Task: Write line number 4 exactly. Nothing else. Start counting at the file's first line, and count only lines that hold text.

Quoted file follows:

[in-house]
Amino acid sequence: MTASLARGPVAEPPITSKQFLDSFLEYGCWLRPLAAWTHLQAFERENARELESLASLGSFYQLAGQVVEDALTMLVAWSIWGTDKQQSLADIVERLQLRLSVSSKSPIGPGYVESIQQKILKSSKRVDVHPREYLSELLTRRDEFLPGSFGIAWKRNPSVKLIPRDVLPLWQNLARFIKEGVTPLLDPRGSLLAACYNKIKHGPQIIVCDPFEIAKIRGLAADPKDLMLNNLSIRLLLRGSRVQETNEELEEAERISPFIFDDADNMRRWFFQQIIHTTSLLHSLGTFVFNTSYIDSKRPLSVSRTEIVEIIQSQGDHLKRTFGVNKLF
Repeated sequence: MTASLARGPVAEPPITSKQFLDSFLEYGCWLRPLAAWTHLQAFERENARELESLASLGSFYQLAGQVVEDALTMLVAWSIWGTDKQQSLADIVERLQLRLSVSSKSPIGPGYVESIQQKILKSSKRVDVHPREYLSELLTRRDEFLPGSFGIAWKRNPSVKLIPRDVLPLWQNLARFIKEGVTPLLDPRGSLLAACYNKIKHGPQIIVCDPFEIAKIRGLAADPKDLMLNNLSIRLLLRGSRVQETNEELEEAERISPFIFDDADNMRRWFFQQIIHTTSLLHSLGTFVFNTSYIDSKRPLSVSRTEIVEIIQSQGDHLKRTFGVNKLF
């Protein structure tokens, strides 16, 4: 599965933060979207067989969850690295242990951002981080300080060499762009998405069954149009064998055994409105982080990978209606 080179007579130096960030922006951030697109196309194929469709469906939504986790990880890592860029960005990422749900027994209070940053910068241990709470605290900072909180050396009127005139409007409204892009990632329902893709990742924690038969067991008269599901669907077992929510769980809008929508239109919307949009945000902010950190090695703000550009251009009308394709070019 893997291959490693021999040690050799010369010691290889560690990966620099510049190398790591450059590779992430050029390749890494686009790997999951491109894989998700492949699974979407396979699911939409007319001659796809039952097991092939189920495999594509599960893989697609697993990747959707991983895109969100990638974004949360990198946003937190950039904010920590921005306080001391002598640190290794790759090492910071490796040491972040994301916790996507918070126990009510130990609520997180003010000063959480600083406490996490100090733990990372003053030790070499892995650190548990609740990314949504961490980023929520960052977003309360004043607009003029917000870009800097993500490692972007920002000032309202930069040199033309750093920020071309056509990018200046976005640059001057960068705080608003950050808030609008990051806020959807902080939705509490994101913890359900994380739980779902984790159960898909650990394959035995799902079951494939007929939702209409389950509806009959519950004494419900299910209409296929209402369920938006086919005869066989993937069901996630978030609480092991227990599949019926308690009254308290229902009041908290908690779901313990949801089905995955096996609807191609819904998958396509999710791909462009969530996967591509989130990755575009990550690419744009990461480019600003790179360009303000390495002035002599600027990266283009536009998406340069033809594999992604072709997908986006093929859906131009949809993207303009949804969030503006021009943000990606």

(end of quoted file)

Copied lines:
């Protein structure tokens, strides 16, 4: 599965933060979207067989969850690295242990951002981080300080060499762009998405069954149009064998055994409105982080990978209606 080179007579130096960030922006951030697109196309194929469709469906939504986790990880890592860029960005990422749900027994209070940053910068241990709470605290900072909180050396009127005139409007409204892009990632329902893709990742924690038969067991008269599901669907077992929510769980809008929508239109919307949009945000902010950190090695703000550009251009009308394709070019 893997291959490693021999040690050799010369010691290889560690990966620099510049190398790591450059590779992430050029390749890494686009790997999951491109894989998700492949699974979407396979699911939409007319001659796809039952097991092939189920495999594509599960893989697609697993990747959707991983895109969100990638974004949360990198946003937190950039904010920590921005306080001391002598640190290794790759090492910071490796040491972040994301916790996507918070126990009510130990609520997180003010000063959480600083406490996490100090733990990372003053030790070499892995650190548990609740990314949504961490980023929520960052977003309360004043607009003029917000870009800097993500490692972007920002000032309202930069040199033309750093920020071309056509990018200046976005640059001057960068705080608003950050808030609008990051806020959807902080939705509490994101913890359900994380739980779902984790159960898909650990394959035995799902079951494939007929939702209409389950509806009959519950004494419900299910209409296929209402369920938006086919005869066989993937069901996630978030609480092991227990599949019926308690009254308290229902009041908290908690779901313990949801089905995955096996609807191609819904998958396509999710791909462009969530996967591509989130990755575009990550690419744009990461480019600003790179360009303000390495002035002599600027990266283009536009998406340069033809594999992604072709997908986006093929859906131009949809993207303009949804969030503006021009943000990606």